Both licenses and registrations require certain information about how you want to run things at your company (e.g., what type of products/services you’ll offer). The process can take several months depending on how busy the relevant agencies are at any given time. If there isn’t enough staff available to handle all of their workloads, then there may be delays in processing applications until more employees are hired or trained up properly so don’t expect everything will go smoothly right away–just stick with it until everything gets sorted out!
Taxes and Fees
Import taxes are the charges levied on goods that are imported into a country. Import duties are an additional tax charged on top of these import taxes, and they’re generally only imposed on luxury items or goods that have been imported in large quantities. Customs fees are also charged when bringing in goods from another country, but they’re usually lower than both import taxes and duties because they’re calculated based on the value of your shipment and not its contents.
Importing is not necessarily more expensive than exporting; it all depends on what type of products you’re importing or exporting, as well as where they came from or where they’ll go next. For example: If someone wants to buy Zimbabwean diamonds from South Africa (which has higher diamond prices), then chances are good that those diamonds will cost more than if someone were buying them directly from Zimbabwean mines where prices tend toward lower end values overall.* This means there’s no one-size fits all approach when deciding whether or not running an import/export business would be profitable enough for long term success.*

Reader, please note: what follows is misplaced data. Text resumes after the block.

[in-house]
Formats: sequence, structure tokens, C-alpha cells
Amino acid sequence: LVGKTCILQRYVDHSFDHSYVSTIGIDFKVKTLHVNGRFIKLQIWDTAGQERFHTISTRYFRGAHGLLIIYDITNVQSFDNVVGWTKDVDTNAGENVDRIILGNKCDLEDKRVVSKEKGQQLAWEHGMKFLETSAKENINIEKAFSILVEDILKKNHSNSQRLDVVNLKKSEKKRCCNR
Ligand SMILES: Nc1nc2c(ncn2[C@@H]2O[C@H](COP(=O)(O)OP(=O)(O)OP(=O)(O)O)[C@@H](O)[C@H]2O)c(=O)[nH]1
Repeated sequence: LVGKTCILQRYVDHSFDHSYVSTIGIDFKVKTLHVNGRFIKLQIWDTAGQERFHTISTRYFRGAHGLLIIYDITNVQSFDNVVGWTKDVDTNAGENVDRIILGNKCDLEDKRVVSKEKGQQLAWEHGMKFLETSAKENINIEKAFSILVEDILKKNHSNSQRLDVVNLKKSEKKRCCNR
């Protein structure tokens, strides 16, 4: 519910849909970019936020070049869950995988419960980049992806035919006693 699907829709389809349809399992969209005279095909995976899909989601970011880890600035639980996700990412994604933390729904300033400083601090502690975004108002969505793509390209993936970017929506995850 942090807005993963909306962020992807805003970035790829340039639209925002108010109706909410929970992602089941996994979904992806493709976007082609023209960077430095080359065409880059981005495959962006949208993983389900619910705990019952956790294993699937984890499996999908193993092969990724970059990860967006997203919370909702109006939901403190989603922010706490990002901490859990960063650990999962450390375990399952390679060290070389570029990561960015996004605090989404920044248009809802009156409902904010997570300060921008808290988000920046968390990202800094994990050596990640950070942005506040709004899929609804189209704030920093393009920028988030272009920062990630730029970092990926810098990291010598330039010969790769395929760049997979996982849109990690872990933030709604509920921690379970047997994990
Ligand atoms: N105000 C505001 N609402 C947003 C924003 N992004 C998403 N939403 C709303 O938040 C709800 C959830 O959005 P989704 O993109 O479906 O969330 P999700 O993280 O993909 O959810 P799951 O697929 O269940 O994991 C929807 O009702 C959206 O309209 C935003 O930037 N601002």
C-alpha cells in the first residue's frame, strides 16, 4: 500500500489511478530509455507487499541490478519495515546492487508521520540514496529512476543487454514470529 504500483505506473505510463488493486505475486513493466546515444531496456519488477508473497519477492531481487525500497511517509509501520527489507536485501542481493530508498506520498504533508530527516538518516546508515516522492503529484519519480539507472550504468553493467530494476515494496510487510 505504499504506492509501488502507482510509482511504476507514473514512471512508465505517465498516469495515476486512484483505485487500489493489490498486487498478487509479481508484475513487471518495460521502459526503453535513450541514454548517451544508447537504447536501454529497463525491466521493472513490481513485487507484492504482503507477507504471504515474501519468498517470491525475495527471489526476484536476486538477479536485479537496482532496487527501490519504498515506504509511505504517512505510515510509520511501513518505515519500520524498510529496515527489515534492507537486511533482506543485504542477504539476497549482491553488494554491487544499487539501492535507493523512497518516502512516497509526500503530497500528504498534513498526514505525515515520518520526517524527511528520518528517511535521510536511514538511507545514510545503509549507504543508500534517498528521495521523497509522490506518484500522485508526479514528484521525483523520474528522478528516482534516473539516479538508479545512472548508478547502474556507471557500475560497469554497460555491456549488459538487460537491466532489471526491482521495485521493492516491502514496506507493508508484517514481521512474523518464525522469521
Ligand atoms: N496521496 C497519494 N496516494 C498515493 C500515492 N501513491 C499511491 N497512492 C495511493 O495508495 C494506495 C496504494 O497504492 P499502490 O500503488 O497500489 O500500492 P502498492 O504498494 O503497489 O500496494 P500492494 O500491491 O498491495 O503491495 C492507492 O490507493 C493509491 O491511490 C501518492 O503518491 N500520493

Other Requirements and Information You’ll Need to Know About Starting a Business in Zimbabwe
- You will need to register your business name with the Registrar of Companies.
- If you are trading internationally, VAT registration is mandatory. To do this, visit the Zimbabwe Revenue Authority (ZIMRA) website and follow their instructions on how to register as an approved vendor or customer.
- If you employ people or pay them any kind of salary or wage, then PAYE comes into play: it stands for Pay As You Earn and requires employers to deduct tax from employees’ paychecks every month before remitting it directly to ZIMRA on behalf of themselves and their staff members who are eligible for this benefit (which means all those who earn more than $500 per month).
Running a small business in Zimbabwe can be tricky, but it’s not impossible.
Running a small business in Zimbabwe can be tricky, but it’s not impossible. The country has a long history of economic instability and political turmoil that have made running a successful business difficult for many entrepreneurs over the years. However, things are looking up now that President Emmerson Mnangagwa has taken office after Robert Mugabe was ousted in November 2017.
While Zimbabwe is still recovering from decades of economic decline, there are still plenty of opportunities for people who want to start their own businesses here–especially those who know what they’re doing! If you want to open up shop in this beautiful country without getting lost along the way (and saving yourself some time), then read on!
Zimbabwe is a country with a lot of potential, but it’s also one that has been struggling for decades. Running a small business in Zimbabwe can be tricky, but it’s not impossible. You just need to do your research and make sure you have all of your bases covered before making any decisions about where or how